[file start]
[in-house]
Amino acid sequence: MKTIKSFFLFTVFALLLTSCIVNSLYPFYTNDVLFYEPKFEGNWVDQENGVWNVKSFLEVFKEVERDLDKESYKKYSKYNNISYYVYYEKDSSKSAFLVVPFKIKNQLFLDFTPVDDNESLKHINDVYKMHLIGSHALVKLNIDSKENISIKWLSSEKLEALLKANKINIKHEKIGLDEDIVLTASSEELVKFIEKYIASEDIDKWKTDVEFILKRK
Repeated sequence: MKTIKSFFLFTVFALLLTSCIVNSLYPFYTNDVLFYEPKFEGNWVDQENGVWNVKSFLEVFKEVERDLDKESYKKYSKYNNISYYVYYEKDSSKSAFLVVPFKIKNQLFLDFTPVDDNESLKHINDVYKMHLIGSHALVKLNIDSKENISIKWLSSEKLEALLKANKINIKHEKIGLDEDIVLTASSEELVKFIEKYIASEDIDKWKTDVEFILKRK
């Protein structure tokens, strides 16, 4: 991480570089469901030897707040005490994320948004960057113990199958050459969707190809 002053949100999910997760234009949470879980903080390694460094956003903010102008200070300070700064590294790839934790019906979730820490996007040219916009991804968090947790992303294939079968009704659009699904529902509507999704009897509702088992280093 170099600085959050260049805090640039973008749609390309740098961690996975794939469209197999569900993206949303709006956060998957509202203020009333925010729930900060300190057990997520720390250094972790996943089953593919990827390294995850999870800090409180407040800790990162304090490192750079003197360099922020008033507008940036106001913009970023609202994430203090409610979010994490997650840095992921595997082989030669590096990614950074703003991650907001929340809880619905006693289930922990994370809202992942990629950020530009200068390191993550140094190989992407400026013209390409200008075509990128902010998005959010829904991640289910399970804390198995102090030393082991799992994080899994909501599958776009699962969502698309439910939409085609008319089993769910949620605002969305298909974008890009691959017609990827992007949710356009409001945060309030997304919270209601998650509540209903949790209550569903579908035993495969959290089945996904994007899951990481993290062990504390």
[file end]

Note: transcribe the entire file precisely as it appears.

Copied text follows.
[in-house]
Amino acid sequence: MKTIKSFFLFTVFALLLTSCIVNSLYPFYTNDVLFYEPKFEGNWVDQENGVWNVKSFLEVFKEVERDLDKESYKKYSKYNNISYYVYYEKDSSKSAFLVVPFKIKNQLFLDFTPVDDNESLKHINDVYKMHLIGSHALVKLNIDSKENISIKWLSSEKLEALLKANKINIKHEKIGLDEDIVLTASSEELVKFIEKYIASEDIDKWKTDVEFILKRK
Repeated sequence: MKTIKSFFLFTVFALLLTSCIVNSLYPFYTNDVLFYEPKFEGNWVDQENGVWNVKSFLEVFKEVERDLDKESYKKYSKYNNISYYVYYEKDSSKSAFLVVPFKIKNQLFLDFTPVDDNESLKHINDVYKMHLIGSHALVKLNIDSKENISIKWLSSEKLEALLKANKINIKHEKIGLDEDIVLTASSEELVKFIEKYIASEDIDKWKTDVEFILKRK
């Protein structure tokens, strides 16, 4: 991480570089469901030897707040005490994320948004960057113990199958050459969707190809 002053949100999910997760234009949470879980903080390694460094956003903010102008200070300070700064590294790839934790019906979730820490996007040219916009991804968090947790992303294939079968009704659009699904529902509507999704009897509702088992280093 170099600085959050260049805090640039973008749609390309740098961690996975794939469209197999569900993206949303709006956060998957509202203020009333925010729930900060300190057990997520720390250094972790996943089953593919990827390294995850999870800090409180407040800790990162304090490192750079003197360099922020008033507008940036106001913009970023609202994430203090409610979010994490997650840095992921595997082989030669590096990614950074703003991650907001929340809880619905006693289930922990994370809202992942990629950020530009200068390191993550140094190989992407400026013209390409200008075509990128902010998005959010829904991640289910399970804390198995102090030393082991799992994080899994909501599958776009699962969502698309439910939409085609008319089993769910949620605002969305298909974008890009691959017609990827992007949710356009409001945060309030997304919270209601998650509540209903949790209550569903579908035993495969959290089945996904994007899951990481993290062990504390």